Luck review – pound-shop Pixar is a short straw for young audiences

This robotically made animated tale leads a young woman to a secret world that will surprise no one

Another dismal, algorithmically produced digital animation here, evidently the first off the production line from a new US-Spanish company, Skydance Animation, which has the former Pixar chief John Lasseter as its creative head. Everything about this robotically made movie looks derivative and contrived; the videogame aesthetic is dull and the quirky high concept plays like a pound-shop knockoff of Inside Out and Soul.

Sam (voiced by Eva Noblezada) is an 18-year-old kid who has grown up in a quaintly imagined orphanage-slash-girls’-home in an identikit US city. She has been plagued by bad luck all her life, not merely in being an orphan (the backstory there is primly never mentioned) but in tiny little things such as bumping into objects and losing her keys – although this micro-level bad luck could also be called klutziness. Just as she is moving out into her own apartment with a job (I guess no question of higher education), Sam becomes sadly preoccupied with a little kid in the home who is poignantly failing to get a foster family, just as she herself failed to. If only Sam could somehow give her a piece of good luck.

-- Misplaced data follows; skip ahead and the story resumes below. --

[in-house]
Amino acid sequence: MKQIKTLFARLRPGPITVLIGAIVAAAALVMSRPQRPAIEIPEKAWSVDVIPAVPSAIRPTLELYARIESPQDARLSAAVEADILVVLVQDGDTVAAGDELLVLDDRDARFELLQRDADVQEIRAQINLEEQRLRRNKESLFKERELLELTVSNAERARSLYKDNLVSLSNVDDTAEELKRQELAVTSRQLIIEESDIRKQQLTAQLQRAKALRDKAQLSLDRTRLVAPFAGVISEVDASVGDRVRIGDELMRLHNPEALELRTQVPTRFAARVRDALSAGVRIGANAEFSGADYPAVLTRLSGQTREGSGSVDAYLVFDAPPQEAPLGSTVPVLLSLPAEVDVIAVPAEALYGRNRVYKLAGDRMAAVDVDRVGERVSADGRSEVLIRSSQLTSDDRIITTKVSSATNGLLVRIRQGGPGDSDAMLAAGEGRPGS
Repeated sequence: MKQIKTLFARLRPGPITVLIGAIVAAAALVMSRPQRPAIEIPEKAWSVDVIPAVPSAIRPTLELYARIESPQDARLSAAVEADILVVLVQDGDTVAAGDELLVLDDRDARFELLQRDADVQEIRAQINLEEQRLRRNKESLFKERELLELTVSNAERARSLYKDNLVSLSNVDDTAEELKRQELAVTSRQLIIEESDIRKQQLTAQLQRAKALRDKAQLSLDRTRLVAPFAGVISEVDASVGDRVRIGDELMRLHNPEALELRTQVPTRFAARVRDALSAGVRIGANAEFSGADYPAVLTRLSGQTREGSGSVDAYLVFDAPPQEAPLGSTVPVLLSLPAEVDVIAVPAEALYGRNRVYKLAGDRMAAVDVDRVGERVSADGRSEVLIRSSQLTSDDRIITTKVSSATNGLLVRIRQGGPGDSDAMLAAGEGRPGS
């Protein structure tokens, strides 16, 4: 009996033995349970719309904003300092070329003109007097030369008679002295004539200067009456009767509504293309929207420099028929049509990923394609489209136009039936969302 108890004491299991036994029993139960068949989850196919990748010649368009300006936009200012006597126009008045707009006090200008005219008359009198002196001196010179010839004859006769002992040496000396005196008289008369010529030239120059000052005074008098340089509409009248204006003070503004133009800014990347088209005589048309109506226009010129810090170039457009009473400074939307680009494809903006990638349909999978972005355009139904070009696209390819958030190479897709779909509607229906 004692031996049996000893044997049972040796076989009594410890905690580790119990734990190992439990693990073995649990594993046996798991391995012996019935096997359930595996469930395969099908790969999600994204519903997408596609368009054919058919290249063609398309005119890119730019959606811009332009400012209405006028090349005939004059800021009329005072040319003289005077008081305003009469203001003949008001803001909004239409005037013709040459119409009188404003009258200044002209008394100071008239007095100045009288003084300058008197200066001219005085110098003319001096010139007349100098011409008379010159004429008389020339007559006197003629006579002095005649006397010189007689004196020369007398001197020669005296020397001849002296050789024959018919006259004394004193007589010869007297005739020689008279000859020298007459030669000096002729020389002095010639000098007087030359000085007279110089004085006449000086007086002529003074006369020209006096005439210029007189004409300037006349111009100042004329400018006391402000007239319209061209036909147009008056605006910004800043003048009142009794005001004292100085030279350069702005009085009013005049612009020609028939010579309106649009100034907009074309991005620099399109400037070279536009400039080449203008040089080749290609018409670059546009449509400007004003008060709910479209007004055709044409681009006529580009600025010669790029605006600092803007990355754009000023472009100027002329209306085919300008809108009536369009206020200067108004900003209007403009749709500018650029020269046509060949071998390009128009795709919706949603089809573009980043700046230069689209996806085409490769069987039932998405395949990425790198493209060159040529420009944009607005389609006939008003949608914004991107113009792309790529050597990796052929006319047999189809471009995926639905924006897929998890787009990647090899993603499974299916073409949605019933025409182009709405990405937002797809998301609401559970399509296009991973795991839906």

Then Sam chances across a black cat in the street, and finds a lucky penny on the pavement; her luck changes, and she realises that this cat, called Bob (voiced by Simon Pegg) can speak – in a Mike Myers Shrek Scottish accent. And this adorable cat lives in the top half of a secret world where planet Earth’s good luck is manufactured: the bottom half, darker and gloomier, is where the bad luck is. Sam finds her way to this boring non-Oz and comes across many unfunny and uninspired characters, including lucky Irish leprechauns; it seems some stereotypes can be OK.

Luck’s script is utterly zingless and contorted; it fails to imagine what the “bad luck” half of this secret universe looks like and ties itself in theological knots trying to explain the purpose of bad luck. The target audience deserves better.

• Luck is released on 5 August in cinemas and on Apple TV+.


Peter Bradshaw

The GuardianTramp

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